Famous clickbait tech blog Gizmodo went viral today with a headline that isn’t even near being true about the future of the internet and ignores the most important topic of our time
The headline reads, “Today’s Brutal DDoS Attack Is the Beginning of a Bleak Future”, yet nowhere in the article does it address the most important subject of our time regarding the internet:
Centralization is the enemy of the internet. If you want control over your internet access and the freedom to do as you like online, then you are against centralization. Another word for it would be “monopoly” because, as the internet essentially runs on a capitalist system, monopolies are what will cause censorship, outrageous costs and even outages due to contract disputes between companies.
Today, we saw a great example of the perils of monopolizing the net. A DDoS attack (distributed denial of service) that targeted one of the biggest DNS providers in the country ended up downing the websites of Twitter, Netflix, Amazon, Shopify, Spotify and thousands of other smaller businesses for a good 6 – 7 hours. That sounds scary, for sure. However, the fact that all the services affected were using the same DNS service, Dyn, means that internet businesses shouldn’t all be using the same services to run their websites.
Decentralization at the core is as much about promoting competition in the online marketplace as it is about internet freedom. And there’s quite a large movement of young entrepreneurs and tech savvy hobbyists within the internet industry that aren’t scared at all. (You ever hear of the Mesh Net?)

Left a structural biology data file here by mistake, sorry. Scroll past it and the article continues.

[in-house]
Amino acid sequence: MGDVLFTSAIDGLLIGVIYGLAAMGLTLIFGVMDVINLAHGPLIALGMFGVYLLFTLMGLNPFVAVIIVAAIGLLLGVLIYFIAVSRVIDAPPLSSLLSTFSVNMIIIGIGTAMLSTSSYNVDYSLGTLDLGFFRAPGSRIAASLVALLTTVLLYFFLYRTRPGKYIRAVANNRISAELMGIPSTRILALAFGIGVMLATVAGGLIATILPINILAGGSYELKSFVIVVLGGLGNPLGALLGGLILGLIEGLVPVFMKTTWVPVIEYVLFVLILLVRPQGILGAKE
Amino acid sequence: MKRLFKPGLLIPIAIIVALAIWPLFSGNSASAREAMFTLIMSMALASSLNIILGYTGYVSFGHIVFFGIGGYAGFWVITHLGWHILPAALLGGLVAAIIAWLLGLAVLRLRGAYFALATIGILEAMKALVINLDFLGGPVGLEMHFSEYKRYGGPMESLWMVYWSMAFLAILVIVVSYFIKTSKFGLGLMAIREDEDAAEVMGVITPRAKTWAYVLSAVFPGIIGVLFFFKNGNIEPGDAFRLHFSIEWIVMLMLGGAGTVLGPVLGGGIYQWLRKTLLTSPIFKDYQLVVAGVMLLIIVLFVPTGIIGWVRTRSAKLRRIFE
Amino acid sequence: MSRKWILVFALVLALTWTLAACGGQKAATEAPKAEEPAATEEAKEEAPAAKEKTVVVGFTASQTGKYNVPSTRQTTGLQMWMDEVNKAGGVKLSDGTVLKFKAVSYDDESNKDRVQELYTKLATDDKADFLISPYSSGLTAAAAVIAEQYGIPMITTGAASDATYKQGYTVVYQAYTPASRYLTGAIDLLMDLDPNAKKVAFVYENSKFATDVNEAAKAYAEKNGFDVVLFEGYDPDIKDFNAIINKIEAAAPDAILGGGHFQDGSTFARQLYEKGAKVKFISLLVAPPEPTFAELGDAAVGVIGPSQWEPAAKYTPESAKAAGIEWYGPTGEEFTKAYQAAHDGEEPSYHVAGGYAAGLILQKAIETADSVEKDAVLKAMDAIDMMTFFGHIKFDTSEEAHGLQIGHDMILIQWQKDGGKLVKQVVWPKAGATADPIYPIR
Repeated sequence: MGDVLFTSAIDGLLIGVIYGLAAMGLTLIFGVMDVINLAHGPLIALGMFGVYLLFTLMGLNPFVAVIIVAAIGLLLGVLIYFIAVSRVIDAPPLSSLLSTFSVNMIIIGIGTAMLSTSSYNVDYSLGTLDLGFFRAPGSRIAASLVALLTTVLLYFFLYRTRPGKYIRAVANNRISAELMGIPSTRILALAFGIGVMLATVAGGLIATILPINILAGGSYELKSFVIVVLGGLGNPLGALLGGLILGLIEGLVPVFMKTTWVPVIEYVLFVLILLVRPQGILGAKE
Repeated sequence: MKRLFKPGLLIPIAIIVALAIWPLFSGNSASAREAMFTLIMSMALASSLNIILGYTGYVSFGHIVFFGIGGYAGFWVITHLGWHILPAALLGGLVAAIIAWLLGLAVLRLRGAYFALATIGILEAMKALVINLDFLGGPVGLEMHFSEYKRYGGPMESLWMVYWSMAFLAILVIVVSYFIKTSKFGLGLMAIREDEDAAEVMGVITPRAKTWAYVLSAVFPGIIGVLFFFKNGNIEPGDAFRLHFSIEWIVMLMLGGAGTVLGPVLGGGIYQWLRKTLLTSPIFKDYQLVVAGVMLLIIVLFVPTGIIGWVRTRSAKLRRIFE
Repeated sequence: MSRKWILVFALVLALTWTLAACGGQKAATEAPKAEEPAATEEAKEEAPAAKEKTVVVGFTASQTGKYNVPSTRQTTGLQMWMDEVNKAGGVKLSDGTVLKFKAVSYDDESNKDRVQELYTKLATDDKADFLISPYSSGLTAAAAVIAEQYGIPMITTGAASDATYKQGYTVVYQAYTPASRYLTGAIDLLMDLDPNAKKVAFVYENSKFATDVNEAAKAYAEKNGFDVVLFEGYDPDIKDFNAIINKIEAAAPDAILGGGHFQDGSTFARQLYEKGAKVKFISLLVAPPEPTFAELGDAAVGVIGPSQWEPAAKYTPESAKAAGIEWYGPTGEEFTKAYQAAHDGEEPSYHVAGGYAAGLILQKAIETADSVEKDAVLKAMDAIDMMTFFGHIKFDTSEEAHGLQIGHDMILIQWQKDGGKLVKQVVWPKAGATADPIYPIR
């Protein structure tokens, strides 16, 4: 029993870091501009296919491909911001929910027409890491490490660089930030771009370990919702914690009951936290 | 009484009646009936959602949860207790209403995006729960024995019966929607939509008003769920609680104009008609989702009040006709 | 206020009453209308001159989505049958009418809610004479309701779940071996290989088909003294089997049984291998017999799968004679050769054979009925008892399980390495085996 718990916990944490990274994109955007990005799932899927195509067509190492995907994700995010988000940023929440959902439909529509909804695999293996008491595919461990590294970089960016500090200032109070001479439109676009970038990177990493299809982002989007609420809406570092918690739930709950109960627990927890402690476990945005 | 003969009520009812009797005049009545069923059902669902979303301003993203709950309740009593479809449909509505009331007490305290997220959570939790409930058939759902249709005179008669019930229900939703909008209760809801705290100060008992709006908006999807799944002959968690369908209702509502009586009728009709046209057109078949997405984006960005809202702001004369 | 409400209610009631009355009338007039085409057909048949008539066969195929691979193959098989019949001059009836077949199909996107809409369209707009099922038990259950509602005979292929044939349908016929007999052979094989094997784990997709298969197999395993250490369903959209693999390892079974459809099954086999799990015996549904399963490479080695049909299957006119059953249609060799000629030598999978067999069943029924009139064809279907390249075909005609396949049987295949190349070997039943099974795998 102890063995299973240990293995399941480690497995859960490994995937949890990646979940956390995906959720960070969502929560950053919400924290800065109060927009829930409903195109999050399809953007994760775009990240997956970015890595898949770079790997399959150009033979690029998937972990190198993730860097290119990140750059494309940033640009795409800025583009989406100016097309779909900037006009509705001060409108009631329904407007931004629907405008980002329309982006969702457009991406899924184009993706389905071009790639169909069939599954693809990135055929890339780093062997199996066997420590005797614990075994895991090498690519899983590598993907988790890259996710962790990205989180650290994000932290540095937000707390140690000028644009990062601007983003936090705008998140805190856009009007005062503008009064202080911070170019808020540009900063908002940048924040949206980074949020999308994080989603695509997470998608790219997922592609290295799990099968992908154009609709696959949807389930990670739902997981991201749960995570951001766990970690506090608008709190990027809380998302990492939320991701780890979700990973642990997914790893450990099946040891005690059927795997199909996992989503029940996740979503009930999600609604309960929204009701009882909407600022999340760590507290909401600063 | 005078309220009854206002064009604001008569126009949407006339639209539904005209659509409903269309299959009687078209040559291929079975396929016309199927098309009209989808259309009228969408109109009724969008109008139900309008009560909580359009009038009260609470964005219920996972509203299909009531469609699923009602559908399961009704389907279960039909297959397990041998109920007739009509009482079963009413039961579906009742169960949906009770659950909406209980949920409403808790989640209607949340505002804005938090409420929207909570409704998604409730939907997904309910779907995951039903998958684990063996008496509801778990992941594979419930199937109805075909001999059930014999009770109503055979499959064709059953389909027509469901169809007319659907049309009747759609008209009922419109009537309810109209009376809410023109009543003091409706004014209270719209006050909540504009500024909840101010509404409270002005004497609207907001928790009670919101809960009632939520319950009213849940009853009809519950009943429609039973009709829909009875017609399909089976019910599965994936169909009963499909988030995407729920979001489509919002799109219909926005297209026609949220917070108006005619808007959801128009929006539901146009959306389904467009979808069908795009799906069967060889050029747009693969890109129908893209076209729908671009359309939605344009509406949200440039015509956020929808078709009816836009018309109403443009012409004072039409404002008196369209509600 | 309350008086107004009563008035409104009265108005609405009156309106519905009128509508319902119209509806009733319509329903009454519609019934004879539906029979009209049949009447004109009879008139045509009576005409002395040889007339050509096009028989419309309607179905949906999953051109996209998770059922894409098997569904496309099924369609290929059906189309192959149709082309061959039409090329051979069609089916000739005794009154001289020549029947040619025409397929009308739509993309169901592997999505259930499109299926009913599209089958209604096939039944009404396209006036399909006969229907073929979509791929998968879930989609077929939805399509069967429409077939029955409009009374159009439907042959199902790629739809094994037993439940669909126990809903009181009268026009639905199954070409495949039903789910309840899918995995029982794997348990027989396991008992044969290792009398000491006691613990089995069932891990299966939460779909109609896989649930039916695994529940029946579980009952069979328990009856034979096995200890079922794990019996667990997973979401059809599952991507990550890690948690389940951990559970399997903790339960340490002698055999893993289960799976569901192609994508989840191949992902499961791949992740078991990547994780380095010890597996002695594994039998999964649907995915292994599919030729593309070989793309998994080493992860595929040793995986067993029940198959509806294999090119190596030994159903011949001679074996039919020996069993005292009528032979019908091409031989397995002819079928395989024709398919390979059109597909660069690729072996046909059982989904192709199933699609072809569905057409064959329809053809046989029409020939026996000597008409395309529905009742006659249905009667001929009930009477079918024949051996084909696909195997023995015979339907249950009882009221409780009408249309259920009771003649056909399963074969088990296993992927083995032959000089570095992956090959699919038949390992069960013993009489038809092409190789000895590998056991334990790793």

But the funniest part about Gizmodo’s article is that it completely ignores the fact that top internet engineers, movers and shakers are already working together to decentralize the internet. It’s not a fear that anyone who is actually involved in internet architecture is really worried about since centralization and monopolies have *always* been a threat, even as far back as the 1980s when internet service providers first started popping up.
Furthermore, DDoS attacks are as old as the internet itself (just as decentralization is). As soon as people figured out how to send too many garbage packets for a server to handle at once, DoS attacks were born, and it didn’t take long for it to turn into large scale or “distributed”, DoS attacks (DDoS). Just because they are getting more sophisticated doesn’t mean DDoS protection isn’t getting better, too. In the Gizmodo article, the author claims that hackers are able to “take down the internet at will”. Since when are only the major players considered to be “the internet”? Last I checked, the internet is so vast, with literally millions of new websites popping up every day, that it’s not even close to accurate to say that anyone can “take down the internet”. If someone wanted to do that, they’d have to do something a lot bigger than a simple DDoS attack at a DNS provider.
The idea that one major DDoS attack means we are all doomed is clickbait, plain and simple. I thought Facebook had some sort of new algorithm in place to catch these sorts of sensationalist headlines?